Saturday, November 26, 2011

Character Sketches with Gary

Gary lives in a condemned house on the outskirts of the city, and apart from the occasional meter reader and postal worker, he has few visitors. Well, I mean apart from the animals. But unlike the civil servant, the animals have access to the inside of the house, and they come and go as they please – cats, dogs, rats, an armadillo – an array of at least 37 flee-ridden, tick-infested creatures, most of which aren’t domesticated. Since they aren’t bound by leashes, collars, or potty training, it goes without saying that it isn’t safe if you forgot to bring your snow boots.

His yard looks like a mine field after the mines have gone off. Or rather like what a college fraternity on a treasure hunt might look like, assuming all the students had foregone shovels in favor of dynamite. There are so many two to three feet deep craters in his yard that you couldn’t get from one side to the other without a land rover.

The only reason the city hasn’t evicted Gary yet is probably because they feel sorry for him. Gary’s heavy cocaine and meth use years ago – not to mention his frequent partying with potheads today – probably hasn’t helped his Tourette’s and other associative tics. And yet Gary is the friendliest guy you’ll ever meet. He greets everyone with a welcoming, if not curious “How you doin’? He pronounces the word ‘you’ in a sing-song fashion. It’s as if he wants to differentiate you from an imaginary acquaintance standing next to you.

He knows every astrological sign in the night sky, its corresponding days on the calendar, and the four elements to which it belongs. If this entitled one to at least theater ticket discounts I might care more. As it is, it’s just an impressive pick up line. What’s shocking is that it almost works. I have no doubt in another life – a life in which he bathes regularly and brushes his teeth more than once a week – he would be quite the ladies man. And once you get past his inability to fit the right holes to their corresponding shirt buttons, his knowledge of civil war history is astounding as well.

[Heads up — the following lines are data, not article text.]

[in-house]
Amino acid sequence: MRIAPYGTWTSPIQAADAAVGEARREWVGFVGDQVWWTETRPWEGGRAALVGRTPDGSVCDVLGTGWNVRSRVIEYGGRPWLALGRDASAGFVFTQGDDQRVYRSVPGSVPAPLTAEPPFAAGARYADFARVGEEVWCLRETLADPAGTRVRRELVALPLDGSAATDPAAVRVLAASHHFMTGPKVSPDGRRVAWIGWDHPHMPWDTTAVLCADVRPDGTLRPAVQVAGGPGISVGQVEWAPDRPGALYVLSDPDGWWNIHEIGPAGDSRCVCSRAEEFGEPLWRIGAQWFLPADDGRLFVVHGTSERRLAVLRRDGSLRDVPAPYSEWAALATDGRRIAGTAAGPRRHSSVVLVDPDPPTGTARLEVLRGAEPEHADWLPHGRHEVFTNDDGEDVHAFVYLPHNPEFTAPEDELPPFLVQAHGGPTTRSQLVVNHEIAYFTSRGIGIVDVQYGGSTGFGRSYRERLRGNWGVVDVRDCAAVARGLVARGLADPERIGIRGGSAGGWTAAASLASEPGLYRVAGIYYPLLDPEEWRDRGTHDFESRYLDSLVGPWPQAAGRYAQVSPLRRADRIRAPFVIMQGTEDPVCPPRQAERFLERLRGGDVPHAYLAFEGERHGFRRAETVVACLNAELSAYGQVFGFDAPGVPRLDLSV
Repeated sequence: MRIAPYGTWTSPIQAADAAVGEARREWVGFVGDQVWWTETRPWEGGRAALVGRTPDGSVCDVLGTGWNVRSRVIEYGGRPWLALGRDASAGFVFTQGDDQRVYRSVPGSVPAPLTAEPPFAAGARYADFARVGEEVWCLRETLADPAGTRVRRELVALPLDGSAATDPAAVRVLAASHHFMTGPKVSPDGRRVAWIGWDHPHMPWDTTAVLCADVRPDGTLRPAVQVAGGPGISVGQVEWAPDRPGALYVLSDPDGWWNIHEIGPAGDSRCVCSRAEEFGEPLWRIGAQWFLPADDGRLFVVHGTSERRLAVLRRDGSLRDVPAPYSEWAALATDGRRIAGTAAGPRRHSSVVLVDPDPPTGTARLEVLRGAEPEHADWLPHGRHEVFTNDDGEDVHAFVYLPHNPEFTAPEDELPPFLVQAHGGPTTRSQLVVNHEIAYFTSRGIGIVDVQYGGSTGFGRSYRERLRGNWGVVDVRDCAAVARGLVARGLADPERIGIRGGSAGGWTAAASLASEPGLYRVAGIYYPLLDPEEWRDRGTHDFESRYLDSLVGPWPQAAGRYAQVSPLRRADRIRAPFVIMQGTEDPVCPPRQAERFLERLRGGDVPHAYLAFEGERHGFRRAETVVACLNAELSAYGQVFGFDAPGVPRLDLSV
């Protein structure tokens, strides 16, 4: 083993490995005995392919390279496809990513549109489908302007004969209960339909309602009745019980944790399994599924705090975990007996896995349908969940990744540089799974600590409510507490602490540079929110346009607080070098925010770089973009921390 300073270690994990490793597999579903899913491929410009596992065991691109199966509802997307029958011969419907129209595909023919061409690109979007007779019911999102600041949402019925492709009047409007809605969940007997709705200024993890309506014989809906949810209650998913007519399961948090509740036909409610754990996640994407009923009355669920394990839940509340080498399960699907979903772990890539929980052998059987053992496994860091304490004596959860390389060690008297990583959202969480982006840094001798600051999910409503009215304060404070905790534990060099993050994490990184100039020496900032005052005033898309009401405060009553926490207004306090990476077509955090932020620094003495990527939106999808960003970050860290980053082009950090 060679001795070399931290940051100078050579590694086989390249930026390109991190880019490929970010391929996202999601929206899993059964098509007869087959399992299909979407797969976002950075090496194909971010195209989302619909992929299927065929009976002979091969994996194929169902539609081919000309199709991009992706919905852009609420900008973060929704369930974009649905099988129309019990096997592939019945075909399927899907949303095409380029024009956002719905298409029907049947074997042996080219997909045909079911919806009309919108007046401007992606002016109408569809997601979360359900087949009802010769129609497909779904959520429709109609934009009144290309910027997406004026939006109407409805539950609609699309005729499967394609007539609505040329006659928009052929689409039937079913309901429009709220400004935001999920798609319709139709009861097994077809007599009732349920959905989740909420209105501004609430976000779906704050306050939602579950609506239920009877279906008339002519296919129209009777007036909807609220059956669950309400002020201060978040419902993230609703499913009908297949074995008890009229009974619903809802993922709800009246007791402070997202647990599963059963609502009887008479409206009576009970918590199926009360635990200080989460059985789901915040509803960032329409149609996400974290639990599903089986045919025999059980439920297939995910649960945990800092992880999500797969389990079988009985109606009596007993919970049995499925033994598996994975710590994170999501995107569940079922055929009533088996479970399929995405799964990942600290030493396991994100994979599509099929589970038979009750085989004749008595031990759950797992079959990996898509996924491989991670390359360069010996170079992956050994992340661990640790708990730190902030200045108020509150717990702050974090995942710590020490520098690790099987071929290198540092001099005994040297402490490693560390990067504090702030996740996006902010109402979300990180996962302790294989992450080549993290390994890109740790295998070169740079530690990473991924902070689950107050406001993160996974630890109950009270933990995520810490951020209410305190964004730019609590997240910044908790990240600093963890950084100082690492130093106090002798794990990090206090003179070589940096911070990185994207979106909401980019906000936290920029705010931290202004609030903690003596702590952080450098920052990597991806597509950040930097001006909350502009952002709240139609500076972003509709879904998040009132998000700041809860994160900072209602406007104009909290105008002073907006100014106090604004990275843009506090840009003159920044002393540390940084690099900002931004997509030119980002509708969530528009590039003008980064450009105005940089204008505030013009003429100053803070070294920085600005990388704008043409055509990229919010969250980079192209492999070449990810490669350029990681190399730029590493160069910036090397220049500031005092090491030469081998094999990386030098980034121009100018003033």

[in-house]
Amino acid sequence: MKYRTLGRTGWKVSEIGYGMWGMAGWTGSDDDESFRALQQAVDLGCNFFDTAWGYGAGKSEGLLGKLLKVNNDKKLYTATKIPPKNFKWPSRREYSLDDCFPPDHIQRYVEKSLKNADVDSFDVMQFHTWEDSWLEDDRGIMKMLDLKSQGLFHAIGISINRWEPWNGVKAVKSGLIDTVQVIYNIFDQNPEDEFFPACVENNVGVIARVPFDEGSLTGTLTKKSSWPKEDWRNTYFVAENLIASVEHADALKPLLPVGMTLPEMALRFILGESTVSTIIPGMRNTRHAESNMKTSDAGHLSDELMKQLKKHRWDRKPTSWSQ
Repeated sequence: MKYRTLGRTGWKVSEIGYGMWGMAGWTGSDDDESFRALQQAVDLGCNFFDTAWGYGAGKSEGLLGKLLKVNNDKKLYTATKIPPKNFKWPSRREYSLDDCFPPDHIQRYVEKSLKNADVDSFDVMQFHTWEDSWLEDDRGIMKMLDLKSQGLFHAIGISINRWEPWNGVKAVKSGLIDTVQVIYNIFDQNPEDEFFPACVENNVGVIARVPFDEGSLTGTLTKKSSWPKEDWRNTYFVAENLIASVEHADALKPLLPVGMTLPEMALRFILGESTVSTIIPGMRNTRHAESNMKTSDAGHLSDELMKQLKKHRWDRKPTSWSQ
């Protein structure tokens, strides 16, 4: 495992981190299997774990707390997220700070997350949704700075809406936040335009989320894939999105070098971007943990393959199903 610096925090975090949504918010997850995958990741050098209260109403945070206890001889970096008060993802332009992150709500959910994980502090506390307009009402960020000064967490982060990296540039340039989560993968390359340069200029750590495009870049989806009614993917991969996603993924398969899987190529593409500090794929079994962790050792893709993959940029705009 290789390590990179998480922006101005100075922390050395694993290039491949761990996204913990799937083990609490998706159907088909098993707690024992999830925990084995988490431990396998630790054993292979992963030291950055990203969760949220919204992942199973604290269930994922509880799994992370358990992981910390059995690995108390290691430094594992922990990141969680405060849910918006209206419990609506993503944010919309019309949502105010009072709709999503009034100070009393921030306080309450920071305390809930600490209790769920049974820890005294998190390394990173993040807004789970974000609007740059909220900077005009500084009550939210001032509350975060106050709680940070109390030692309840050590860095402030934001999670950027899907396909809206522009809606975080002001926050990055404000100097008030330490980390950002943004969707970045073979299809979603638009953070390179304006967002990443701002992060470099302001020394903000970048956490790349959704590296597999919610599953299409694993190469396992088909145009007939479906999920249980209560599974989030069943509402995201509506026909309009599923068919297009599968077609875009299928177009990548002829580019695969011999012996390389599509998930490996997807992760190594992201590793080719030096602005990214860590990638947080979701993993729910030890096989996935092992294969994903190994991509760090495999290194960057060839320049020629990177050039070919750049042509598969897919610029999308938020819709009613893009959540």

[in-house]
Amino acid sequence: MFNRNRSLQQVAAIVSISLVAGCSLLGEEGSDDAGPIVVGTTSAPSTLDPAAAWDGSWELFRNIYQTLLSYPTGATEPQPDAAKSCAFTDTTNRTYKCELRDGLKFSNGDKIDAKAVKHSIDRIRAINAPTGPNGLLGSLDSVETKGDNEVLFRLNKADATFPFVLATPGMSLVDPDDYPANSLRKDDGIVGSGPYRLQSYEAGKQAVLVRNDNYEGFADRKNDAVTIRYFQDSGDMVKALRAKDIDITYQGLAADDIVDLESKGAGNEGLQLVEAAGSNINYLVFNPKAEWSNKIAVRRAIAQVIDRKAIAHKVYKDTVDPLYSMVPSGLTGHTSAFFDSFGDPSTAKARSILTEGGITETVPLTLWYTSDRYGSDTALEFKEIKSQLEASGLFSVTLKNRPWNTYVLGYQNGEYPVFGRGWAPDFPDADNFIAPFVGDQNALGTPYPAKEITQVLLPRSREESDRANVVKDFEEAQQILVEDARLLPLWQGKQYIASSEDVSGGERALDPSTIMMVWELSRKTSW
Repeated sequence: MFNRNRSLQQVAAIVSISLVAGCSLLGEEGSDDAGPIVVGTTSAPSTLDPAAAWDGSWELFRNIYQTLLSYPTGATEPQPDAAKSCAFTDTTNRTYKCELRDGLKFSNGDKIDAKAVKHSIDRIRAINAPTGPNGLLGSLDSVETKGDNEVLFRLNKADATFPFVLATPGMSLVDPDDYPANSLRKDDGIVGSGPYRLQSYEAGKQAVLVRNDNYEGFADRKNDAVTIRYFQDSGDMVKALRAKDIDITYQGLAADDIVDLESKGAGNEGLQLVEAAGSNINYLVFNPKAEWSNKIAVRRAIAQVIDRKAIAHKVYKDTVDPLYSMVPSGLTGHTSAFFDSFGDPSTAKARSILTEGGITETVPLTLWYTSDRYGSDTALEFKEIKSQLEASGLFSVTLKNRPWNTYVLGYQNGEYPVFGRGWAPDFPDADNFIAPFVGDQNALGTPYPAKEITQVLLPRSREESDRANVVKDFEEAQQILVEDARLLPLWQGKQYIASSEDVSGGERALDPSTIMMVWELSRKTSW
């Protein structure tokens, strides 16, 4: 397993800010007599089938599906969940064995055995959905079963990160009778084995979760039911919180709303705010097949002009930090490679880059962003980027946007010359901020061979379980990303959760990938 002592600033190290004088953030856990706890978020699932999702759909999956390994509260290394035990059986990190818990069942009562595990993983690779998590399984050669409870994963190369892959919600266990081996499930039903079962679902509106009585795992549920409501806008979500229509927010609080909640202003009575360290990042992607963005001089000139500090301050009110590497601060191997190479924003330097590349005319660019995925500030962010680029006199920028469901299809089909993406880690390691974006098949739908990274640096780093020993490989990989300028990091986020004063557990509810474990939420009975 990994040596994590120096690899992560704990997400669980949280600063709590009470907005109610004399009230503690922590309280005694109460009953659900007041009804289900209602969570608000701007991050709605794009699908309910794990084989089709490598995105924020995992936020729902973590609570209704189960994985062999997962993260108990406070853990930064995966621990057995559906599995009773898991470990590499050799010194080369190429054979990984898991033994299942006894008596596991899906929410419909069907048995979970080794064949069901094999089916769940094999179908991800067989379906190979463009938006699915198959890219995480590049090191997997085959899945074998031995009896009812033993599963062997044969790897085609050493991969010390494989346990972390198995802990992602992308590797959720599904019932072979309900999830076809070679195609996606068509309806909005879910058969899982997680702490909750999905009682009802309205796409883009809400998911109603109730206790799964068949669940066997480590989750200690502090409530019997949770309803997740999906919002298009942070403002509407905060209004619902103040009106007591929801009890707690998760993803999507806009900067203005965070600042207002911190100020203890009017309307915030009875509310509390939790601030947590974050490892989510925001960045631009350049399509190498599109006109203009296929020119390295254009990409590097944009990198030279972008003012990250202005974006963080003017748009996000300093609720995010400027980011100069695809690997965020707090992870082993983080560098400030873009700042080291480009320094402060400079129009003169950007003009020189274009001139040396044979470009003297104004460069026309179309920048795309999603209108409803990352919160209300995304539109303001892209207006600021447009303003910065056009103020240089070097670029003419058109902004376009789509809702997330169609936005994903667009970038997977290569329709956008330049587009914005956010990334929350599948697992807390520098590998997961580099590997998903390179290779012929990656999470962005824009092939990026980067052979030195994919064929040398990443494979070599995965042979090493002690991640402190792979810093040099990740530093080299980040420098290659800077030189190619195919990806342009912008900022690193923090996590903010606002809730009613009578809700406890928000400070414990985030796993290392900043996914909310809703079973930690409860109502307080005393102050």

He’s a great chess player too, but if the game looks like it’s going in your favor, he’ll dig his feet in because he hates to lose. I’ve never understood good chess players. I mean they memorize openings – a sequence of moves and variations on those moves should their opponent decide to counter it. This forces them to be a kind of prophet of spatial relationships. Not only must a good chess player plan several moves ahead, but they must also see this future on the board despite what the present board arrangement staring back at them at any given turn happens to be. So why’s it so hard for them to keep their shoelaces tied? At any rate, if you plan to beat Gary at a game of chess, either bring a chess clock timer or pack a suitcase.

Gary is at least two hours late to everything. After a few years of him not showing up for lunch and then getting a call around four that afternoon about a friend he was visiting, we started telling him to meet us at the restaurant for lunch at Of course he knew we didn’t intend to eat lunch that early, but at least he showed up round the time we were waiting for the check. The conversations afterwards are the reason we remain his friends.

“But Gary. You’ve known since yesterday that we were gonna eat today at . We asked you to make your way here to the house by ten. It’s like a five minute drive from where you live. Now it’s four in the afternoon.”

“Well, yeah, but I got a phone call. My brother called me from Wisconsin.”

“On your cell phone, Gary, and your brother calls you twice a week. You make it sound like that’s some rare thing you couldn’t avoid. You still could’ve called us to let us know.”

“Well, yeah. I guess. I guess. I mean I guess.” This is where the nervous tic comes in. He’ll reach up and tap his left temple, again and again, like he’s applying rouge.

“But I couldn’t just hang up, hang up, hang up on him. That would be rude.”

“Yeah, Gary. It’s not rude to make your friends wait for four hours.”

“Well, I mean I said I’m sorry. Sorry, I’m sorry. It’s really not my fault, ya know?”

“It never is, is it, Gary?”

“I got pulled over by a cop, a cop. I got a ticket. In fact, fact, it’s more yall’s fault.”

“Our fault.”

“Well, yeah. I mean, I was speeding, was speeding, so I could get here in time, you know. And I knew you guys, ha! You guys were gonna be upset if, upset if –”

“Hold on. Let me get this straight. You blame us? You speed here to cut two minutes off a four hour old engagement? And when you get pulled over, it’s our fault?”

“Well, yeah. Yeah. I mean … I guess so.”

The only thing you can depend on Gary for is entertainment. But you’ll have to wait.

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